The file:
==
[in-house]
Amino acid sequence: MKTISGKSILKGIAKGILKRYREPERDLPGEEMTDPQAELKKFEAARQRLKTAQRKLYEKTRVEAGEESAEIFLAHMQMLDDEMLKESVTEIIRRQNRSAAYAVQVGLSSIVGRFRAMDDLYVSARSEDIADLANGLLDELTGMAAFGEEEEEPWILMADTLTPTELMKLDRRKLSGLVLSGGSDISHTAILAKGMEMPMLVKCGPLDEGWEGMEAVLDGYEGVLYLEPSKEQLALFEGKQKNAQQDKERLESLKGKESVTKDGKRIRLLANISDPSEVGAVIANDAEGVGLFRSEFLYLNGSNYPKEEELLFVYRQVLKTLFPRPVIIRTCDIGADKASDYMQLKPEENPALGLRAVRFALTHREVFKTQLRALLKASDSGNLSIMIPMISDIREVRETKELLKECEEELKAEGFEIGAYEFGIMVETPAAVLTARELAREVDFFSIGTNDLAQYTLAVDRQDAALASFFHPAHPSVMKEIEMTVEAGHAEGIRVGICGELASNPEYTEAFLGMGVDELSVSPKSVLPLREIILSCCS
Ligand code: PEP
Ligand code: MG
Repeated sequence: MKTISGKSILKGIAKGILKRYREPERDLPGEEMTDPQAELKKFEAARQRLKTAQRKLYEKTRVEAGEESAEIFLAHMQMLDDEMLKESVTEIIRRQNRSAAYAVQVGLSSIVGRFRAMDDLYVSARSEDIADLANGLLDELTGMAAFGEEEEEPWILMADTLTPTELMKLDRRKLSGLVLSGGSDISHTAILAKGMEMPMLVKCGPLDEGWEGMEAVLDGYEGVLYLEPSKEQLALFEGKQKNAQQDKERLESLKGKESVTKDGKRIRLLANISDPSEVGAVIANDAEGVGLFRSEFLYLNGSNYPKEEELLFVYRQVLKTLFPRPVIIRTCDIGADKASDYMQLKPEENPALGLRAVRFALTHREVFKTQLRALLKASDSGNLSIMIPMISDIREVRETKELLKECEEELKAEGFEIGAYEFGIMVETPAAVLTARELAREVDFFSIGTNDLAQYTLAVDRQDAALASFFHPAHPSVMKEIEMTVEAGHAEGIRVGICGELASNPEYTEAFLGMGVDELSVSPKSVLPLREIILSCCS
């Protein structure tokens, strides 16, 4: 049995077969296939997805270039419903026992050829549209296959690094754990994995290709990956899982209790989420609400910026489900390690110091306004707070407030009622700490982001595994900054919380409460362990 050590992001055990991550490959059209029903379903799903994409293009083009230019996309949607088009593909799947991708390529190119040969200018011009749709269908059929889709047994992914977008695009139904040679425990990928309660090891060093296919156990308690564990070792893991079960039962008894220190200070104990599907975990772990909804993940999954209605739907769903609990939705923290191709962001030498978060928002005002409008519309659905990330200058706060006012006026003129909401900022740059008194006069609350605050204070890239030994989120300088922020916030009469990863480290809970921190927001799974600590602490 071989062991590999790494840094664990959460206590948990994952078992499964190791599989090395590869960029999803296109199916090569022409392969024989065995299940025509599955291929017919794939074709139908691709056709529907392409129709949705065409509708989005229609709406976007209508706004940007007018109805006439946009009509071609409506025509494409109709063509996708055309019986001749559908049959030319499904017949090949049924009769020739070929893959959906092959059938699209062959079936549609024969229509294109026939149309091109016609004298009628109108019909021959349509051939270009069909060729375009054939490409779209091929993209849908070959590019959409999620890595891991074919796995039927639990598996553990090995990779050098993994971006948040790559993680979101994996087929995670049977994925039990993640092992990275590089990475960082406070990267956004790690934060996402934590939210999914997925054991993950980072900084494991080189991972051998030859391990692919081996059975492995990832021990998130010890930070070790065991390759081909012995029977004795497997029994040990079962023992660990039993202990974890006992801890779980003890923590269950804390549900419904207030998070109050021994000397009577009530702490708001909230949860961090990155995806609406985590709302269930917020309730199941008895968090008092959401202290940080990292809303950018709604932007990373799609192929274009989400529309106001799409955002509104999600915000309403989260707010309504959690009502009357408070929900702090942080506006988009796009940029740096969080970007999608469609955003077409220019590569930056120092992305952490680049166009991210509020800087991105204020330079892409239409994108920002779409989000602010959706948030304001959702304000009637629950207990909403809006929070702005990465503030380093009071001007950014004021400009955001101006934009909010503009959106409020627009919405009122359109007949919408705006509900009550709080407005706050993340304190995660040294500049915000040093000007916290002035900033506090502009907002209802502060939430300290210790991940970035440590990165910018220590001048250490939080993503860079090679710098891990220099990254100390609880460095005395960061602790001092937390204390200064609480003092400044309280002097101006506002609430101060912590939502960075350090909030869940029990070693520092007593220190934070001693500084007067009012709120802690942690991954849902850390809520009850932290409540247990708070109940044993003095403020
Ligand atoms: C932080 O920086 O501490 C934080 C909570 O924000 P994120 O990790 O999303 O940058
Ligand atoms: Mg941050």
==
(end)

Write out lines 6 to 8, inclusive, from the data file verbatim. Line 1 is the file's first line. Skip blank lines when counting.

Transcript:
């Protein structure tokens, strides 16, 4: 049995077969296939997805270039419903026992050829549209296959690094754990994995290709990956899982209790989420609400910026489900390690110091306004707070407030009622700490982001595994900054919380409460362990 050590992001055990991550490959059209029903379903799903994409293009083009230019996309949607088009593909799947991708390529190119040969200018011009749709269908059929889709047994992914977008695009139904040679425990990928309660090891060093296919156990308690564990070792893991079960039962008894220190200070104990599907975990772990909804993940999954209605739907769903609990939705923290191709962001030498978060928002005002409008519309659905990330200058706060006012006026003129909401900022740059008194006069609350605050204070890239030994989120300088922020916030009469990863480290809970921190927001799974600590602490 071989062991590999790494840094664990959460206590948990994952078992499964190791599989090395590869960029999803296109199916090569022409392969024989065995299940025509599955291929017919794939074709139908691709056709529907392409129709949705065409509708989005229609709406976007209508706004940007007018109805006439946009009509071609409506025509494409109709063509996708055309019986001749559908049959030319499904017949090949049924009769020739070929893959959906092959059938699209062959079936549609024969229509294109026939149309091109016609004298009628109108019909021959349509051939270009069909060729375009054939490409779209091929993209849908070959590019959409999620890595891991074919796995039927639990598996553990090995990779050098993994971006948040790559993680979101994996087929995670049977994925039990993640092992990275590089990475960082406070990267956004790690934060996402934590939210999914997925054991993950980072900084494991080189991972051998030859391990692919081996059975492995990832021990998130010890930070070790065991390759081909012995029977004795497997029994040990079962023992660990039993202990974890006992801890779980003890923590269950804390549900419904207030998070109050021994000397009577009530702490708001909230949860961090990155995806609406985590709302269930917020309730199941008895968090008092959401202290940080990292809303950018709604932007990373799609192929274009989400529309106001799409955002509104999600915000309403989260707010309504959690009502009357408070929900702090942080506006988009796009940029740096969080970007999608469609955003077409220019590569930056120092992305952490680049166009991210509020800087991105204020330079892409239409994108920002779409989000602010959706948030304001959702304000009637629950207990909403809006929070702005990465503030380093009071001007950014004021400009955001101006934009909010503009959106409020627009919405009122359109007949919408705006509900009550709080407005706050993340304190995660040294500049915000040093000007916290002035900033506090502009907002209802502060939430300290210790991940970035440590990165910018220590001048250490939080993503860079090679710098891990220099990254100390609880460095005395960061602790001092937390204390200064609480003092400044309280002097101006506002609430101060912590939502960075350090909030869940029990070693520092007593220190934070001693500084007067009012709120802690942690991954849902850390809520009850932290409540247990708070109940044993003095403020
Ligand atoms: C932080 O920086 O501490 C934080 C909570 O924000 P994120 O990790 O999303 O940058
Ligand atoms: Mg941050």